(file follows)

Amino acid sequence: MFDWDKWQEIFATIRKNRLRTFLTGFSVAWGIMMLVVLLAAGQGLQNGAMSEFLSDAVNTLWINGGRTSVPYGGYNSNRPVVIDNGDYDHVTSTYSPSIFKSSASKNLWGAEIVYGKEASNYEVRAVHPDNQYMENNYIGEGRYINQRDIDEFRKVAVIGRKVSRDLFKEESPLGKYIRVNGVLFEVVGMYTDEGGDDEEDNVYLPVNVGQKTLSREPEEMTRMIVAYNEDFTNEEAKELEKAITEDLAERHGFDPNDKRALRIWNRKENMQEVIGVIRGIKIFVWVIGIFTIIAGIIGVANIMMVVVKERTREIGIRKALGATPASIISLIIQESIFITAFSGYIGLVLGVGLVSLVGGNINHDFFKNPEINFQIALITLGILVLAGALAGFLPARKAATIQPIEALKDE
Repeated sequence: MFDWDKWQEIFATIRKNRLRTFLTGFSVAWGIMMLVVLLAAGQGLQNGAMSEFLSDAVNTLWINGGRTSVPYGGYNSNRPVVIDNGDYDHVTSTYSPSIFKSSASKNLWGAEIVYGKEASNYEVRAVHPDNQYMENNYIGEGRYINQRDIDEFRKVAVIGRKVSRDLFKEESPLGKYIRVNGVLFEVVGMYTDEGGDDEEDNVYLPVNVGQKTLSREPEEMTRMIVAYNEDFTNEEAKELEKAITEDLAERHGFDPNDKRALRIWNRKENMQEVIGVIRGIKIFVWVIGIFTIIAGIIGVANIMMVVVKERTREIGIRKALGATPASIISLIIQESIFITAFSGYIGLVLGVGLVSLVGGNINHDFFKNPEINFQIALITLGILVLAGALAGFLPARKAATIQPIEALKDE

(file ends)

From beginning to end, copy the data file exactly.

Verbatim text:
Amino acid sequence: MFDWDKWQEIFATIRKNRLRTFLTGFSVAWGIMMLVVLLAAGQGLQNGAMSEFLSDAVNTLWINGGRTSVPYGGYNSNRPVVIDNGDYDHVTSTYSPSIFKSSASKNLWGAEIVYGKEASNYEVRAVHPDNQYMENNYIGEGRYINQRDIDEFRKVAVIGRKVSRDLFKEESPLGKYIRVNGVLFEVVGMYTDEGGDDEEDNVYLPVNVGQKTLSREPEEMTRMIVAYNEDFTNEEAKELEKAITEDLAERHGFDPNDKRALRIWNRKENMQEVIGVIRGIKIFVWVIGIFTIIAGIIGVANIMMVVVKERTREIGIRKALGATPASIISLIIQESIFITAFSGYIGLVLGVGLVSLVGGNINHDFFKNPEINFQIALITLGILVLAGALAGFLPARKAATIQPIEALKDE
Repeated sequence: MFDWDKWQEIFATIRKNRLRTFLTGFSVAWGIMMLVVLLAAGQGLQNGAMSEFLSDAVNTLWINGGRTSVPYGGYNSNRPVVIDNGDYDHVTSTYSPSIFKSSASKNLWGAEIVYGKEASNYEVRAVHPDNQYMENNYIGEGRYINQRDIDEFRKVAVIGRKVSRDLFKEESPLGKYIRVNGVLFEVVGMYTDEGGDDEEDNVYLPVNVGQKTLSREPEEMTRMIVAYNEDFTNEEAKELEKAITEDLAERHGFDPNDKRALRIWNRKENMQEVIGVIRGIKIFVWVIGIFTIIAGIIGVANIMMVVVKERTREIGIRKALGATPASIISLIIQESIFITAFSGYIGLVLGVGLVSLVGGNINHDFFKNPEINFQIALITLGILVLAGALAGFLPARKAATIQPIEALKDE